The dam formed by ridge 67 being positioned near obstructive wall 9a, is effective to meter ribbon 13 to chamber 74, where ribbon 13 then smoothly exits slot 71. Ribbon 13 passes out of arm 15 to be used for printing in the region between arms 15 and 17. Ribbon 13 is normally connected end-to-end to be continuous and is used repeatedly until ink in ribbon 13 is depleted.
This configuration permits both the drive roller 29 and the pinch roller 39 around which ribbon 13 is guided to be fixed in position within cartridge 1. Roller 35 is free to translate to accommodate bends and other high areas in ribbon 13.
Modification of this cartridge within the spirit and scope of the foregoing will be apparent.
|Cited Patent||Filing date||Publication date||Applicant||Title|
|US3814231 *||Apr 24, 1973||Jun 4, 1974||Scm Corp||Stuffed ribbon cartridge|
|US3974906 *||Feb 25, 1972||Aug 17, 1976||Xerox Corporation||Endless loop ribbon cartridge with random storage|
|US3989132 *||Aug 26, 1974||Nov 2, 1976||General Electric Company||Ribbon storage and transport mechanism|
|US3994383 *||Feb 5, 1975||Nov 30, 1976||Ncr Corporation||Stuffed ribbon cartridge|
|US4053042 *||May 19, 1976||Oct 11, 1977||Qume Corporation||Endless ribbon cartridge|
|US4130367 *||Nov 18, 1975||Dec 19, 1978||Ing. C. Olivetti & C., S.P.A.||Cartridge for an endless inked ribbon for printing office machines|
|US4131372 *||Apr 22, 1977||Dec 26, 1978||Triumph Werke Nurnberg A.G.||Endless fabric ribbon cassette for typewriters or like machines|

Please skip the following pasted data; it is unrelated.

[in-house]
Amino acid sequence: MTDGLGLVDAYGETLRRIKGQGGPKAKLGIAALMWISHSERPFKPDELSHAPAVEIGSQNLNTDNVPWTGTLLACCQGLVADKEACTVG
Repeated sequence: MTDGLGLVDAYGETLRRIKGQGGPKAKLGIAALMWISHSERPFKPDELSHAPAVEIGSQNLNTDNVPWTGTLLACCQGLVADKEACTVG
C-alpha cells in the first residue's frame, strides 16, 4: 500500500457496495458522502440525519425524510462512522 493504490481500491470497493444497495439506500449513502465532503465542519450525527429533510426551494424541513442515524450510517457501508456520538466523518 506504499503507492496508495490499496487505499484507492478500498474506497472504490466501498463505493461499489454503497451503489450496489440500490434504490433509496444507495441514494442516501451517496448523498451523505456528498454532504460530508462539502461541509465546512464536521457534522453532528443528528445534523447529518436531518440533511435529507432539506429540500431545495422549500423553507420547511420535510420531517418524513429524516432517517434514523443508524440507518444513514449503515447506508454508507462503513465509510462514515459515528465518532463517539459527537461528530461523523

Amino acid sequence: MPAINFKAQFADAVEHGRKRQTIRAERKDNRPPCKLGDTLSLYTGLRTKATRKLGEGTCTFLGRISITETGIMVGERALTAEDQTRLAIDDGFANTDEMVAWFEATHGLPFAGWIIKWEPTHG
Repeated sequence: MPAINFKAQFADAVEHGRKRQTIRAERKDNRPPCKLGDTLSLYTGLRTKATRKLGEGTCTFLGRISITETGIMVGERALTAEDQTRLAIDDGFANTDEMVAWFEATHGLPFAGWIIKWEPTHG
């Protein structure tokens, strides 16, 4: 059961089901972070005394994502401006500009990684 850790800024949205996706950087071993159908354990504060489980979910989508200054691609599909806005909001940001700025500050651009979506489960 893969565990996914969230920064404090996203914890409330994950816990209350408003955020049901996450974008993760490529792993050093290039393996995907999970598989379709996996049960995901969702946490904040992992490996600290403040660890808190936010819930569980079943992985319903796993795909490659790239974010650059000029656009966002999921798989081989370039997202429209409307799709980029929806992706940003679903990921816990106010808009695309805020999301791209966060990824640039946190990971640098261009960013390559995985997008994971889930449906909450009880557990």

|US4229112 *||Dec 22, 1978||Oct 21, 1980||International Business Machines Corporation||Random stuffer ribbon cartridge with improved ribbon exit control|
|US4232976 *||Dec 22, 1977||Nov 11, 1980||Ing. C. Olivetti & C., S.P.A.||Ribbon cartridge for printing machines and mechanism for feeding the ribbon|
|US4325645 *||Jan 23, 1980||Apr 20, 1982||Alps Electric Co., Ltd.||Inked ribbon cartridge having a guide plate|
|US4388006 *||Mar 3, 1981||Jun 14, 1983||Durango Systems, Inc.||Printing ribbon cartridge|
|US4405247 *||Jun 9, 1980||Sep 20, 1983||Centronics Data Computer Corp.||Fully self-contained disposable cartridge for inked ribbons and the like|
|US4465388 *||Aug 20, 1982||Aug 14, 1984||Bridgestone Tire Company, Limited||Ink ribbon cartridge pinch roller|
|US4523868 *||Jul 18, 1983||Jun 18, 1985||International Business Machines Corporation||Ribbon feed cartridge|
|US4534667 *||Oct 11, 1983||Aug 13, 1985||Grafton Limited||Drive mechanisms for inked ribbon cassettes|
|US4538931 *||Jan 4, 1983||Sep 3, 1985||Silver Seiko Ltd.||Drive mechanism including a one-way spring clutch for a typewriter|
|US4616942 *||Feb 28, 1984||Oct 14, 1986||Ncr Corporation||Ribbon cassette with re-inking mechanism|